Observation start time: 08:15:00 Observation end time: 14:15:00 Total observation time: 6 hours
Official Counter: Mike Fernandez
Observers: Carol Cwiklinski, Steve Small
Visitors: Steve Small and Carol Cwiklinksi, widely experienced hawkwatchers, joined early and for the duration. They hawkwatch all over the country and Carol has been employed by Hawkwatch International in the education area and also helped with pilot testing new sites. They have just relocated to Denver and hope to be regulars once they settle in. Busy day on the trail, but few curiosity seekers.
Weather: Almost all the action today, locals and migrators, was on the west side. Mild winds were from the east most of the day and temperatures rose quickly in cloudless skies making height of flight a challenge.
Raptor Observations: Other than local Kestrels hunting the east side and local Turkey Vulters managing low on the west side, it was all high flyers to the west. So today we came up with a new bird code: "US" (Unidentified Specks, or "BS," Black Specks). On arrival, a column of several local US's appeared far down Ridge. Then two brightly colored local Cooper's Hawks appeared overhead only to melt into the sun; given the day, I'm not sure if they were real or a Greek myth. Repeated columns of non-migrating mixed birds (Common Ravens, Turkey Vultures, Red-Taileds, Accipiters) over Westridge appeared several times during the watch. The local Golden Eagle did rise to overhead from the southwest. It was good to see Broad-wingeds and Swainson's continue moving through.
Non-raptor Observations: Non Raptors seen or heard today: American White Pelican (6), White-throated Swift (7), Woodhouse's Scrub-Jay (3), Black-billed Magpie (5), American Crow (4), Common Raven (7), Violet-green Swallow (6), Black-capped Chickadee (2), Mountain Chickadee (2), Canyon Wren (1), Western Bluebird (3), American Robin (1), Spotted Towhee (3), Western Meadowlark (2), House Finch (2). A small group of white-tailed deer kept an eye on us from the bottom of the east side mid day.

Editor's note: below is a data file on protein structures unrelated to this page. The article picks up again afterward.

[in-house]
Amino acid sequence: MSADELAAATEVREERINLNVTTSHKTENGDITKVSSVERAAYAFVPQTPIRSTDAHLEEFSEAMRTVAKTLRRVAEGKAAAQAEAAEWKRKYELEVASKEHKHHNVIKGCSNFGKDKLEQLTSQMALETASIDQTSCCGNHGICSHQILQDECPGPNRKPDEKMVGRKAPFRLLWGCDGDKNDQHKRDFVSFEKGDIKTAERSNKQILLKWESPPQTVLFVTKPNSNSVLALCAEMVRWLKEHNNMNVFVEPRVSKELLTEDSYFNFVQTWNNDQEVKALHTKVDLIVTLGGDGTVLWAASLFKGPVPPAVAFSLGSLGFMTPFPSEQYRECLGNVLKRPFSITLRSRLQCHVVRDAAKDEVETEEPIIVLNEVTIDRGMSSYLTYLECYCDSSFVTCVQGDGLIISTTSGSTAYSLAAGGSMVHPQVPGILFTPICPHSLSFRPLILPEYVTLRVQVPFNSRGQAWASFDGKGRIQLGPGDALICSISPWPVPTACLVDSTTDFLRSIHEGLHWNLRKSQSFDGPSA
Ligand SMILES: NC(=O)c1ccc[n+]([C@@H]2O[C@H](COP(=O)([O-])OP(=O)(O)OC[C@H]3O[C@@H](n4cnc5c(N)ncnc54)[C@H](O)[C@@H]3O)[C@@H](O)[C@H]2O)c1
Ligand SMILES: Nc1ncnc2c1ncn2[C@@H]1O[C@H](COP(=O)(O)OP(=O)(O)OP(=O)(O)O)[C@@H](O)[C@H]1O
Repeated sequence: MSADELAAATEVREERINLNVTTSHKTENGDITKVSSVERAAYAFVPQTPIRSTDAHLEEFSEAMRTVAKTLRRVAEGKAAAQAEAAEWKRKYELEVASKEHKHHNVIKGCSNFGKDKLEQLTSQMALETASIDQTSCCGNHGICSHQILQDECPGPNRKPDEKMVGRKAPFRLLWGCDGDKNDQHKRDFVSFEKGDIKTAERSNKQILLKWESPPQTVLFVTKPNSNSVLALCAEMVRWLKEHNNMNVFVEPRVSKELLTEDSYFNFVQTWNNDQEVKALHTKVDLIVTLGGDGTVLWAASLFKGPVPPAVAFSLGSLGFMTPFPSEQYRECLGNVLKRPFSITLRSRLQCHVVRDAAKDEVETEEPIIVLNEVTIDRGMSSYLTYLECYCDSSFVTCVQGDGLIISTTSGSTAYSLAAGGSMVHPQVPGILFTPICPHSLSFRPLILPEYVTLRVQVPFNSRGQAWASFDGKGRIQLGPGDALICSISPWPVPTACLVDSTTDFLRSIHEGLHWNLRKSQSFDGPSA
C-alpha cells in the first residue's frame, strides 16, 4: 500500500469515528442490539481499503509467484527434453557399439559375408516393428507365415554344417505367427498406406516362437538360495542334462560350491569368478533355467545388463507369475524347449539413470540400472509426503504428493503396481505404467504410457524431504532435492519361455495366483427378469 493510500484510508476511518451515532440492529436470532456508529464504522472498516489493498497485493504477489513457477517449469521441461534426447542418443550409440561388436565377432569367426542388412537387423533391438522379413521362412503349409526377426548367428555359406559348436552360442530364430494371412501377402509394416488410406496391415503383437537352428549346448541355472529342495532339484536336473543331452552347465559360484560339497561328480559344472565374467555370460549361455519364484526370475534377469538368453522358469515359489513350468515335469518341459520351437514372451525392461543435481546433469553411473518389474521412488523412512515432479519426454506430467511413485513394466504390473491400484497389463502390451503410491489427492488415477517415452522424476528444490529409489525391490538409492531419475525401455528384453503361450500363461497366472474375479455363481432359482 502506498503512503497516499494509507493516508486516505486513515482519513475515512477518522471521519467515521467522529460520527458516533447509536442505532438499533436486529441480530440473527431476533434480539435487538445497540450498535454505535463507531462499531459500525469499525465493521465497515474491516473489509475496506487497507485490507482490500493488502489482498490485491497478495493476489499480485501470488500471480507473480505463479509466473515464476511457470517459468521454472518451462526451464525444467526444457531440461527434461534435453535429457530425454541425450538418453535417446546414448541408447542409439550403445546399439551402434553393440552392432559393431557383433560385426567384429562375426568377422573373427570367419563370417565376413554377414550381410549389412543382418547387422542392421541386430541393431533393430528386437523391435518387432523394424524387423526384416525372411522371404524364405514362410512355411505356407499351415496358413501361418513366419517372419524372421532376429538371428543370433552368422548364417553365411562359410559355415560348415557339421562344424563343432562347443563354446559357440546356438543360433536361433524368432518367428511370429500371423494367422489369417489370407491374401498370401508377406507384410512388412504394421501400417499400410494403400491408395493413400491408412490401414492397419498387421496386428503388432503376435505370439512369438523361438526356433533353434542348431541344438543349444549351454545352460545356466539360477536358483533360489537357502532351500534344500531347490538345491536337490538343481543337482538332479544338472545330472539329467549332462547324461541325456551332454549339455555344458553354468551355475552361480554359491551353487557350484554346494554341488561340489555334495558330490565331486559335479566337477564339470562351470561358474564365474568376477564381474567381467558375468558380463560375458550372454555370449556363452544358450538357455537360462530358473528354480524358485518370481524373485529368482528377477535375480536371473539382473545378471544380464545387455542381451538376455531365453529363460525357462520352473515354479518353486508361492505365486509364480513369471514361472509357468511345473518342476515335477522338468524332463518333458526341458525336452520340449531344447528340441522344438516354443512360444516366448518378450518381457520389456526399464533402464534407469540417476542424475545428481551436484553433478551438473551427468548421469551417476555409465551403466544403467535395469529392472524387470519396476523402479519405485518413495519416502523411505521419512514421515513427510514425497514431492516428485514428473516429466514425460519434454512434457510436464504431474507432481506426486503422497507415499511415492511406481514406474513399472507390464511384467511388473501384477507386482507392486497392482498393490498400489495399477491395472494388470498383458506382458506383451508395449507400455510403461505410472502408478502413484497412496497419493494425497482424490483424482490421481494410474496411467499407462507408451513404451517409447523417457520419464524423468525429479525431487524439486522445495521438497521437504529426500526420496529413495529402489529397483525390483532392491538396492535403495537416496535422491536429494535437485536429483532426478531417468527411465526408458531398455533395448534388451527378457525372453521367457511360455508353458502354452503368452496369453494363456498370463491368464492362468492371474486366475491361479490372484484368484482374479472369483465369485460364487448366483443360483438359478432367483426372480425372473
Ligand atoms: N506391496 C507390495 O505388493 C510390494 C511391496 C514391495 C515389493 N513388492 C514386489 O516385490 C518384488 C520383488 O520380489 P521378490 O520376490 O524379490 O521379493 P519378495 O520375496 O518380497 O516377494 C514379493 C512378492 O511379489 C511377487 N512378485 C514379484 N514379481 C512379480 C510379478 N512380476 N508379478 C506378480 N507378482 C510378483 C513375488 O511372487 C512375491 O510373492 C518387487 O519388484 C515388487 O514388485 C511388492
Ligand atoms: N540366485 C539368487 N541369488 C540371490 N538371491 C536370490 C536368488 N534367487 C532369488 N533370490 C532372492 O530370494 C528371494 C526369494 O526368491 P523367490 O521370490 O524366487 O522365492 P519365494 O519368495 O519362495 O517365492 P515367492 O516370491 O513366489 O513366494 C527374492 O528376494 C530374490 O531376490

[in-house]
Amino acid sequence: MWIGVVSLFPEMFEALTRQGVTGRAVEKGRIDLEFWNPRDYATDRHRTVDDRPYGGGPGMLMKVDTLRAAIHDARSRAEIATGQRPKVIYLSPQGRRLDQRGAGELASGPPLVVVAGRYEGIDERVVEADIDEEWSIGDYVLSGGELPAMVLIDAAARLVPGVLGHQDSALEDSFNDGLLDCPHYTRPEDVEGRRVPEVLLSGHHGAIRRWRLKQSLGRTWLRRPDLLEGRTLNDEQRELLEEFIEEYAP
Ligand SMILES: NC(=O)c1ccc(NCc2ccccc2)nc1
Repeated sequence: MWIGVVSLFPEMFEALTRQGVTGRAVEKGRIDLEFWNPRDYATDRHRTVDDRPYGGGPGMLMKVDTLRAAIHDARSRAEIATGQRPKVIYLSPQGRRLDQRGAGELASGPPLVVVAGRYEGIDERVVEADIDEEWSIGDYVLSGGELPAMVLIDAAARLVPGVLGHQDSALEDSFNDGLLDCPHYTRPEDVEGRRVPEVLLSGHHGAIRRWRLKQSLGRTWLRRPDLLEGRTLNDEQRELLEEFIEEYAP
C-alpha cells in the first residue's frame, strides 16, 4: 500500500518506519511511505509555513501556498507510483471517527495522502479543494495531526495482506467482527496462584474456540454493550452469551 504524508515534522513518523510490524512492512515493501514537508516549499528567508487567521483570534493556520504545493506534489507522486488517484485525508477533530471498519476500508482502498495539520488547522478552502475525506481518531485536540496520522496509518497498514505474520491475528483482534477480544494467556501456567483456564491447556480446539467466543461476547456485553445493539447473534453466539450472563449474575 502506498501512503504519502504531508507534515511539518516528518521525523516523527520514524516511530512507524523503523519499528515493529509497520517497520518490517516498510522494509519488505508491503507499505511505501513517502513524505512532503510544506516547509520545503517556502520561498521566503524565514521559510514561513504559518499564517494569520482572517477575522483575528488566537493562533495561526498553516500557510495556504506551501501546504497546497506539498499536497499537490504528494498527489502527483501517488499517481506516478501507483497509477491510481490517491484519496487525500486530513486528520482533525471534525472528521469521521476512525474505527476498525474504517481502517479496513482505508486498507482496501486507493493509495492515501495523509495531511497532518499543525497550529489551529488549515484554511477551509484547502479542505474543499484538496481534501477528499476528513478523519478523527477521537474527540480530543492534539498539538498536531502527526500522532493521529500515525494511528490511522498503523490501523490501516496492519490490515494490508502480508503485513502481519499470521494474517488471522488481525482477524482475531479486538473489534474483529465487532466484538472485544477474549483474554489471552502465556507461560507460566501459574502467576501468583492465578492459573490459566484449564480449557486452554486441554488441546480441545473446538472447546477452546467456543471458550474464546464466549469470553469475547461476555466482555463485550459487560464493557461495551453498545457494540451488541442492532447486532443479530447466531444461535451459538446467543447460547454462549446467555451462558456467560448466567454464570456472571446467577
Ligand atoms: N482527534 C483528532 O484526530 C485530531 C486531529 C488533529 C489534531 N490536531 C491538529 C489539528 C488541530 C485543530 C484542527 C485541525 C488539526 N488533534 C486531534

Predictions: Hopefully more Swainson's and Broad-wingeds; and lower heights of flight. If you have a scope, bring it. That plus sunscreen. ======================================================================== Report submitted by Bird Conservancy of the Rockies (<jeff.birek...>) Dinosaur Ridge - Bird Conservancy of the Rockies information may be found at: http://www.birdconservancy.org/
Site Description: Dinosaur Ridge is the only regularly staffed hawkwatch in Colorado and is the best place in the world to see migrating Ferruginous Hawks. Dinosaur Ridge may be the best place in the country to see the rare dark morph of the Broad-winged Hawk (a few are seen each spring). Hawkwatchers who linger long enough may see resident Golden Eagles, Red-tailed Hawks and Prairie Falcons, in addition to migrating Swainson's, Cooper's and Sharp-shinned Hawks, American Kestrels and Turkey Vultures. Peregrine Falcons and Ferruginous Hawks are uncommon; Northern Goshawk is rare but regular. Non-raptor species include Rock Wren, and sometimes Bushtit, Western Bluebird, Sandhill Crane, White-throated Swift, American White Pelican or Dusky Grouse. Birders are always welcome. The hawkwatch is generally staffed by volunteers from Bird Conservancy of the Rockies from about 9 AM to around 3 PM from March 1st to May 7th.
Directions to site: From exit 259 on I-70 towards Morrison, drive south under freeway and take left into first parking lot, the Stegosaurus lot. Follow small signs from the south side of lot to hawkwatch site. The hike starts heading east on an old two-track and quickly turns south onto a trail on the west side of the ridge. When the trail nears the top of the ridge, turn left, head through the gate, and walk to the clearly-visible, flat area at the crest of the ridge.